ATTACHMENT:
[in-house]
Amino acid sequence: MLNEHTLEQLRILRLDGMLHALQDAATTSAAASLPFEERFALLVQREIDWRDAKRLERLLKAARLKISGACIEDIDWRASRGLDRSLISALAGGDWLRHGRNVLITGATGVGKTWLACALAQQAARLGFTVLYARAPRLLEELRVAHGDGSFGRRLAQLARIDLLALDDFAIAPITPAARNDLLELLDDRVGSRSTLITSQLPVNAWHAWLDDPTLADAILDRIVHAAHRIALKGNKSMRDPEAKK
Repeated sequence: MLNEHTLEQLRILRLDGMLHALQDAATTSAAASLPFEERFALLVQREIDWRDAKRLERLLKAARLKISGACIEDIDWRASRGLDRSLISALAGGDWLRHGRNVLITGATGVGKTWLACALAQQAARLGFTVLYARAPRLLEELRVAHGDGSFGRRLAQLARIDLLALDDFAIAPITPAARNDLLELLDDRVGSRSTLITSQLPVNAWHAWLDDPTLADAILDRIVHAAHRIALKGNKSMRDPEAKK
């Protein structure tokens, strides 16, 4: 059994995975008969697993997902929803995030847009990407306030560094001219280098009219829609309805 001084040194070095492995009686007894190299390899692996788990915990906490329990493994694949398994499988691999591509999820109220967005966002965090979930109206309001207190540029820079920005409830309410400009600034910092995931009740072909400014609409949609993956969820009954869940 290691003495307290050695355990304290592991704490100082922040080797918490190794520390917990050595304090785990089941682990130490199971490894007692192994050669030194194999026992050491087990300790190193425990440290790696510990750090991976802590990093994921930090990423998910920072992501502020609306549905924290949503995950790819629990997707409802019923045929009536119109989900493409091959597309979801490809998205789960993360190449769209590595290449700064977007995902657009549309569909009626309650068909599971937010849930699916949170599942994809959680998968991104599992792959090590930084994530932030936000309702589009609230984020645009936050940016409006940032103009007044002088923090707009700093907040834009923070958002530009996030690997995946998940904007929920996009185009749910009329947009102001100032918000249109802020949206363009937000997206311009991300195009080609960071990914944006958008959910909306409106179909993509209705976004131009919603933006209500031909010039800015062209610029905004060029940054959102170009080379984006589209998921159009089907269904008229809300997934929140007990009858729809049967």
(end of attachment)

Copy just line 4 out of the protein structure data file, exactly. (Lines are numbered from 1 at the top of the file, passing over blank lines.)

């Protein structure tokens, strides 16, 4: 059994995975008969697993997902929803995030847009990407306030560094001219280098009219829609309805 001084040194070095492995009686007894190299390899692996788990915990906490329990493994694949398994499988691999591509999820109220967005966002965090979930109206309001207190540029820079920005409830309410400009600034910092995931009740072909400014609409949609993956969820009954869940 290691003495307290050695355990304290592991704490100082922040080797918490190794520390917990050595304090785990089941682990130490199971490894007692192994050669030194194999026992050491087990300790190193425990440290790696510990750090991976802590990093994921930090990423998910920072992501502020609306549905924290949503995950790819629990997707409802019923045929009536119109989900493409091959597309979801490809998205789960993360190449769209590595290449700064977007995902657009549309569909009626309650068909599971937010849930699916949170599942994809959680998968991104599992792959090590930084994530932030936000309702589009609230984020645009936050940016409006940032103009007044002088923090707009700093907040834009923070958002530009996030690997995946998940904007929920996009185009749910009329947009102001100032918000249109802020949206363009937000997206311009991300195009080609960071990914944006958008959910909306409106179909993509209705976004131009919603933006209500031909010039800015062209610029905004060029940054959102170009080379984006589209998921159009089907269904008229809300997934929140007990009858729809049967």